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Seasonal Increase in Teen Car Crashes

The period from Memorial Day to Labor Day also marks “The 100 Deadliest Days of Summer,” when the amount of car accidents involving teen drivers spikes dramatically. While studies show that in the last 20 years crashes involving teens have decreased by 51% overall, the incidence of car accidents occurring specifically in the summer months continues to rise.
While car accidents are the leading cause of death for teens in the U.S., often the teens involved in a car accident are not the ones injured. According to a new study by the AAA Foundation for Traffic Safety, approximately two thirds of the people injured or killed in car accidents involving teen drivers are people other than teens themselves. Specifically:

Fifty percent of injured people were in a car other than the teen’s
Seventeen percent of injured people were a passenger in the teen driver’s car
Thirty percent of people killed were in a car other than the teen’s
Twenty-seven percent of people killed were a passenger in the teen driver’s car

Preventing Car Accidents Involving Teenage Drivers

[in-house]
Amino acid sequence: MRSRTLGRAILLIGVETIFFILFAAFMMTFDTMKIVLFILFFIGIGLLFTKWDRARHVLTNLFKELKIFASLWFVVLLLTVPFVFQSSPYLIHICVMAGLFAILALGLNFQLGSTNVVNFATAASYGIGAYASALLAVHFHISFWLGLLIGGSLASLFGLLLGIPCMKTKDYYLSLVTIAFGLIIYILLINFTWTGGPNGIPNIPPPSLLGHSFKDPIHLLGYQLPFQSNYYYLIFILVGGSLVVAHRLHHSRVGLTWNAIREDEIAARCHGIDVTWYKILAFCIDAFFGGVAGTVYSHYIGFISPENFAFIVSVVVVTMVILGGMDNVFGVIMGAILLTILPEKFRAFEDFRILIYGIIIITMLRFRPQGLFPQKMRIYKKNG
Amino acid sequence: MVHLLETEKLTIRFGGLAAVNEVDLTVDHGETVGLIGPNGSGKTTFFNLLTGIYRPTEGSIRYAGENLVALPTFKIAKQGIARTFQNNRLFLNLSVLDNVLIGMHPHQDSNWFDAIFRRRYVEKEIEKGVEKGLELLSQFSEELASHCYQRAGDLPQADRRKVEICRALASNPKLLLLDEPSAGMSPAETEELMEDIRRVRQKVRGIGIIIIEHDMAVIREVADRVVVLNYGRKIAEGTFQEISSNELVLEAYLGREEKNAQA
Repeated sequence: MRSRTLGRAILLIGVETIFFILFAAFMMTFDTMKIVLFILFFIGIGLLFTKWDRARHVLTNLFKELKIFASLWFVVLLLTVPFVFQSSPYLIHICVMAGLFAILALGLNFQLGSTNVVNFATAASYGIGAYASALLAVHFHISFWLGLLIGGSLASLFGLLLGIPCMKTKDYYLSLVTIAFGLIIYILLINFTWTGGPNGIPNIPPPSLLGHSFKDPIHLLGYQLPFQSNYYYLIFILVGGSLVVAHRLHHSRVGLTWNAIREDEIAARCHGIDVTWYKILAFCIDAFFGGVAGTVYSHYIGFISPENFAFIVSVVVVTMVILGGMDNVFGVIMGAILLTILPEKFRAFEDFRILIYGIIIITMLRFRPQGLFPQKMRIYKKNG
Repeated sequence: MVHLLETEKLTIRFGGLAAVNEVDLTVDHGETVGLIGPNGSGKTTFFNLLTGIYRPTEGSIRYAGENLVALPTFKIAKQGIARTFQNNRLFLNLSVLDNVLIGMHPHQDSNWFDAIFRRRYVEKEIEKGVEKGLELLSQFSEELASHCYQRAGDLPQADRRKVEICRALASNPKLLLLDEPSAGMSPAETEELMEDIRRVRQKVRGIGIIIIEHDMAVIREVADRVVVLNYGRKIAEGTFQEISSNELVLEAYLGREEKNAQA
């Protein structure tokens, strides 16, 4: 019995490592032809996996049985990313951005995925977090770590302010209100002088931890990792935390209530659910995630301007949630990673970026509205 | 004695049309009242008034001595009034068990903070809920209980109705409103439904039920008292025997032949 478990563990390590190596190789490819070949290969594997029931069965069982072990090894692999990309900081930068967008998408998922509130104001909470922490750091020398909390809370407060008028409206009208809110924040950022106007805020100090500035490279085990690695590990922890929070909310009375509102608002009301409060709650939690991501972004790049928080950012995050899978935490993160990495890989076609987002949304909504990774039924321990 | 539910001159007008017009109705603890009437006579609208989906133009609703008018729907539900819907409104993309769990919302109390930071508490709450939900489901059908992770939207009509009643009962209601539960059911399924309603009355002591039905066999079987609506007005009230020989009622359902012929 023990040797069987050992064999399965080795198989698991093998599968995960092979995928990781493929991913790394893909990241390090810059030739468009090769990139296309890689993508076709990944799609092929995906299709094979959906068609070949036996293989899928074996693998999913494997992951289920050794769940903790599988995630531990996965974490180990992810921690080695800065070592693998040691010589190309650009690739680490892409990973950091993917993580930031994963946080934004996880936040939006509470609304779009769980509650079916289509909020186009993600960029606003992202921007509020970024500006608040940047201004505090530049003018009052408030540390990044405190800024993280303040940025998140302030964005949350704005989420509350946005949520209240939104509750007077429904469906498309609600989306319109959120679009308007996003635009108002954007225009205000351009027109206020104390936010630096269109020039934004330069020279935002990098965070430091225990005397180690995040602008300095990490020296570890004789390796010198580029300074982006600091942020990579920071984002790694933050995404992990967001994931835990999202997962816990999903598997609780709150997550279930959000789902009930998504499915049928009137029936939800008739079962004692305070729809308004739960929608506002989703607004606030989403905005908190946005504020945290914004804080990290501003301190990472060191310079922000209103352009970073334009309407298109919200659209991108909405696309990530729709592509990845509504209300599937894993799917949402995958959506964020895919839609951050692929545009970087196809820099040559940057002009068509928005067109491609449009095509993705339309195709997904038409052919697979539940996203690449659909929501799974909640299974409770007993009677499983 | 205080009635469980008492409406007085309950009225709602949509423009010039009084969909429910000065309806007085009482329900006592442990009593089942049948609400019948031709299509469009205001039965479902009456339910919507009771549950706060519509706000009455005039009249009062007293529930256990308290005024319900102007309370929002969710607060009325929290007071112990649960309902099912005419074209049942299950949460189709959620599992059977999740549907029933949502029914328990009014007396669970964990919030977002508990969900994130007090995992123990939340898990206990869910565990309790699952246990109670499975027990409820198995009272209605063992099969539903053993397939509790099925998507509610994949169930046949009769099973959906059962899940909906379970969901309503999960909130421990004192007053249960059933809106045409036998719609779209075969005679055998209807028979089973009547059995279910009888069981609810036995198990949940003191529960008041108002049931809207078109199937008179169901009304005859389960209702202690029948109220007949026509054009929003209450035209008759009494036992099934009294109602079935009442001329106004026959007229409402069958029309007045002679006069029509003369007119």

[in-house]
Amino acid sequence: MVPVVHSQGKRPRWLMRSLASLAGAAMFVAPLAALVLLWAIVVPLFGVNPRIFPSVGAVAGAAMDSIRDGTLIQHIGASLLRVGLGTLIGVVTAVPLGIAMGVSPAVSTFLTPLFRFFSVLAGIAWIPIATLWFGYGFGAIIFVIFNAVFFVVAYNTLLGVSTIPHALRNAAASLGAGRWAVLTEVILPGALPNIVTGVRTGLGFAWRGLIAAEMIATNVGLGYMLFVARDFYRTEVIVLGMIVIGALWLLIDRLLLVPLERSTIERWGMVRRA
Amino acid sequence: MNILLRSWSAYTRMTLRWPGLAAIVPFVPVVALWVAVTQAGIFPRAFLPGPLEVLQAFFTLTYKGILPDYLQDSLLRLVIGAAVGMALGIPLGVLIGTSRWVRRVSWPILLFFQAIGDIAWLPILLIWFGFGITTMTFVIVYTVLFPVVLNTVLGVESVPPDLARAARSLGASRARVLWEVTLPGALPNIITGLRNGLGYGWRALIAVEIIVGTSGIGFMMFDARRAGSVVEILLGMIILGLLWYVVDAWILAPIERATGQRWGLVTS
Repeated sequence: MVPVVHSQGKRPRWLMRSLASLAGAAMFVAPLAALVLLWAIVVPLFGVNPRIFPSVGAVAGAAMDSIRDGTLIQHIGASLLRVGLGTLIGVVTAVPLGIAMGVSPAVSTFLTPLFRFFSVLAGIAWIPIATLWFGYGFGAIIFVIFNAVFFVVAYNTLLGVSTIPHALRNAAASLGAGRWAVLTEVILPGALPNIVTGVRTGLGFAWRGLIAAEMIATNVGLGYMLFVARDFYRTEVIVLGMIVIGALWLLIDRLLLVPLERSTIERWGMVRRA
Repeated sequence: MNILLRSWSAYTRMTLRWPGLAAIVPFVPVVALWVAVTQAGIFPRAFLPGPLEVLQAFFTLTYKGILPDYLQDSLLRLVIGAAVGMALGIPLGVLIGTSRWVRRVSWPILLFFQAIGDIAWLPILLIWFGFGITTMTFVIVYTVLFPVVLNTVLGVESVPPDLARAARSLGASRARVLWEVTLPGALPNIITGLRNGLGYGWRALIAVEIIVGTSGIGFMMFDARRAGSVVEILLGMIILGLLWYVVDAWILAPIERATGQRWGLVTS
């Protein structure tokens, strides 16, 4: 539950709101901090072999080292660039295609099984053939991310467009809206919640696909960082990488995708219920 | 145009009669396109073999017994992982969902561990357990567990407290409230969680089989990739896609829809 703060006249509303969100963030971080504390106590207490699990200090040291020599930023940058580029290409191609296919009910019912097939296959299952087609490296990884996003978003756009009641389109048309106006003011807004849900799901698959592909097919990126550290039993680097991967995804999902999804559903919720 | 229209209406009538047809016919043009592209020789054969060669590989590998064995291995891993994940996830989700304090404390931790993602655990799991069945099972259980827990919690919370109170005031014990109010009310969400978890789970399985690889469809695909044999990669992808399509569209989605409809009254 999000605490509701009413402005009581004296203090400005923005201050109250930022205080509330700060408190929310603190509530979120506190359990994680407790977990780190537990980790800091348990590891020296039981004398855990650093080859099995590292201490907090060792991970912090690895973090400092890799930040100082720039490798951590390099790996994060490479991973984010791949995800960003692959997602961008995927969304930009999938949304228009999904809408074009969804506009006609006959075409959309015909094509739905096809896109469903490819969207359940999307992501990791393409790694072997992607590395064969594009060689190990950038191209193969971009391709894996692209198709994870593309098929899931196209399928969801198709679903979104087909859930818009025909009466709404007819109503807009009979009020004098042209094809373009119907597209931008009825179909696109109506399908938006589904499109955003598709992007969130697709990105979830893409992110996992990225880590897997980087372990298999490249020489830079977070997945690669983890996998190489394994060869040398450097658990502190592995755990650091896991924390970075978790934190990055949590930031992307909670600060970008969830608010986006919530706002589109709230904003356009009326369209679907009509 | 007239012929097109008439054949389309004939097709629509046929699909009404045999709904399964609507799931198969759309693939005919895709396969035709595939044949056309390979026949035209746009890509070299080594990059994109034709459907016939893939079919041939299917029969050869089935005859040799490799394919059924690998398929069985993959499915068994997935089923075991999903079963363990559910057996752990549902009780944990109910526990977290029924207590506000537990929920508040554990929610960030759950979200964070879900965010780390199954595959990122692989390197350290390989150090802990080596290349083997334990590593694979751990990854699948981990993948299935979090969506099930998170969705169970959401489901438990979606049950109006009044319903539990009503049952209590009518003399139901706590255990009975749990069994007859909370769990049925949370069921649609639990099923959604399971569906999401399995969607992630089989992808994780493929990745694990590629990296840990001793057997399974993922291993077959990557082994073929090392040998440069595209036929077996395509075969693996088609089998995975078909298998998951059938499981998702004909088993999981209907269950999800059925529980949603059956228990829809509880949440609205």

Some states have seen success in reducing teen car accident injuries and fatalities after implementing graduated licensing laws, which incrementally give teens more responsibility as they mature and become better equipped to handle more driving privileges.

Also, take advantage of nonprofit programs which educate teens beyond their classroom drivers’ education courses. These are often free for teens and can help them to develop the real life skills and techniques needed to avoid deadly car accidents.

Additionally, it is beneficial for parents to discuss their concerns with their teen in detail and have them sign a safe driving contract, so that both the expectations of the parents and the commitment of the teen are clearly defined.

Various factors put teens at a higher risk of causing a car accident, such as inexperience and the likelihood to engage in distracted driving or drowsy driving. Moreover, teens are more likely than adult drivers to exceed the speed limits, to tailgate, to underestimate dangerous conditions, and to drive while impaired by drugs or alcohol.